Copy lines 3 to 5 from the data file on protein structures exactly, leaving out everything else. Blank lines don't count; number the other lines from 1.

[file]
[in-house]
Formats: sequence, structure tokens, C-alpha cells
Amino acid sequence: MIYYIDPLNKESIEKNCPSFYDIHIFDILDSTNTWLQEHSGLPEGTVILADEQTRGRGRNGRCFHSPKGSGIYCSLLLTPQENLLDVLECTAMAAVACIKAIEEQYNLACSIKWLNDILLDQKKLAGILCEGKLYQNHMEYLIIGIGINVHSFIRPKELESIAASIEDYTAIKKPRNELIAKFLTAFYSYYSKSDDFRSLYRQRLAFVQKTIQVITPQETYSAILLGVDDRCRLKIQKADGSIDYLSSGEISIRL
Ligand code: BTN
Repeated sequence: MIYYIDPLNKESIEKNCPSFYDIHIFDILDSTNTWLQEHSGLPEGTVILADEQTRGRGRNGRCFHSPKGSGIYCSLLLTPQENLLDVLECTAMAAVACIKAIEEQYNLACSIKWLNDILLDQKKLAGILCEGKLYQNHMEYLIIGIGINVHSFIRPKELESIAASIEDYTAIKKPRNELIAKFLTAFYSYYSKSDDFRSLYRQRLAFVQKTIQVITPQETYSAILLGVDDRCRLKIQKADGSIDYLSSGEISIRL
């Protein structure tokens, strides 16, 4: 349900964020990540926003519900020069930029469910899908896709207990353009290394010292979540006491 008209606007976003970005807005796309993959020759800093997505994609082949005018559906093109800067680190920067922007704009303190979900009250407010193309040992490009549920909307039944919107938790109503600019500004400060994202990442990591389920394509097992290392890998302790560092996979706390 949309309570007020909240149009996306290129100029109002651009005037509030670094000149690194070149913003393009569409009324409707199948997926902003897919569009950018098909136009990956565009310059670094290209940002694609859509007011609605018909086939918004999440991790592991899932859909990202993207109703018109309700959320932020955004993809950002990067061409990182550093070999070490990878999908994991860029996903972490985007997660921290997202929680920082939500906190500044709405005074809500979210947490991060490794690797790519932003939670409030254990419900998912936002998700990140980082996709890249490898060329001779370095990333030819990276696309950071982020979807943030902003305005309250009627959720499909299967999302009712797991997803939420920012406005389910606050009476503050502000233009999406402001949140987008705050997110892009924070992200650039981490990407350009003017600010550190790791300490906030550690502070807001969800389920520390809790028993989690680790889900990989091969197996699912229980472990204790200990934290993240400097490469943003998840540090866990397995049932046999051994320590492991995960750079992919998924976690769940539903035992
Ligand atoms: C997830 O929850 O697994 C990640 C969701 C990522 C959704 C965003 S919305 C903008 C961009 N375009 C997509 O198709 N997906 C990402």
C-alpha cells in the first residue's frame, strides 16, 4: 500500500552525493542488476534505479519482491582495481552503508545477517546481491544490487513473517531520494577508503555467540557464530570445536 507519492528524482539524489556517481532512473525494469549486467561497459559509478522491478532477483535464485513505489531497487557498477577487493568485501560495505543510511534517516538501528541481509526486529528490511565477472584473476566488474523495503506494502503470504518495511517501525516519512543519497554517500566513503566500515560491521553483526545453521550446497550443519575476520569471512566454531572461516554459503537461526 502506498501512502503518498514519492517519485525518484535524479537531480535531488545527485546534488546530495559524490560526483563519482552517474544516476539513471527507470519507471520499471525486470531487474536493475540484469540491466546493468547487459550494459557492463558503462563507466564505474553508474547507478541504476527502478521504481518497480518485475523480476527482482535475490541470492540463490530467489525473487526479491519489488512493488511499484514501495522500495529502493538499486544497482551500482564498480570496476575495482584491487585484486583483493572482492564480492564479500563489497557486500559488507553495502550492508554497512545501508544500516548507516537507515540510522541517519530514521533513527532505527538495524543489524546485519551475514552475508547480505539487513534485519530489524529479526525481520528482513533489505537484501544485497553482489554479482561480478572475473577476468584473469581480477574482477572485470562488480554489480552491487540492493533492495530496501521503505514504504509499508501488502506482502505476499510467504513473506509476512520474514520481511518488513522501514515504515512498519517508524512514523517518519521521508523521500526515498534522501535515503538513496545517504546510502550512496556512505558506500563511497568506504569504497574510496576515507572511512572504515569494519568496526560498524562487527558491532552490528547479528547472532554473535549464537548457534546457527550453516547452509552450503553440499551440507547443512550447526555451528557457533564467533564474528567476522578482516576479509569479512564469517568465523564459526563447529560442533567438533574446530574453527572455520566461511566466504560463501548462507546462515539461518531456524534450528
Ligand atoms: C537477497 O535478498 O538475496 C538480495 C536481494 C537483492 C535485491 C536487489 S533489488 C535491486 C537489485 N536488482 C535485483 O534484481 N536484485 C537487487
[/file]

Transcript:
Amino acid sequence: MIYYIDPLNKESIEKNCPSFYDIHIFDILDSTNTWLQEHSGLPEGTVILADEQTRGRGRNGRCFHSPKGSGIYCSLLLTPQENLLDVLECTAMAAVACIKAIEEQYNLACSIKWLNDILLDQKKLAGILCEGKLYQNHMEYLIIGIGINVHSFIRPKELESIAASIEDYTAIKKPRNELIAKFLTAFYSYYSKSDDFRSLYRQRLAFVQKTIQVITPQETYSAILLGVDDRCRLKIQKADGSIDYLSSGEISIRL
Ligand code: BTN
Repeated sequence: MIYYIDPLNKESIEKNCPSFYDIHIFDILDSTNTWLQEHSGLPEGTVILADEQTRGRGRNGRCFHSPKGSGIYCSLLLTPQENLLDVLECTAMAAVACIKAIEEQYNLACSIKWLNDILLDQKKLAGILCEGKLYQNHMEYLIIGIGINVHSFIRPKELESIAASIEDYTAIKKPRNELIAKFLTAFYSYYSKSDDFRSLYRQRLAFVQKTIQVITPQETYSAILLGVDDRCRLKIQKADGSIDYLSSGEISIRL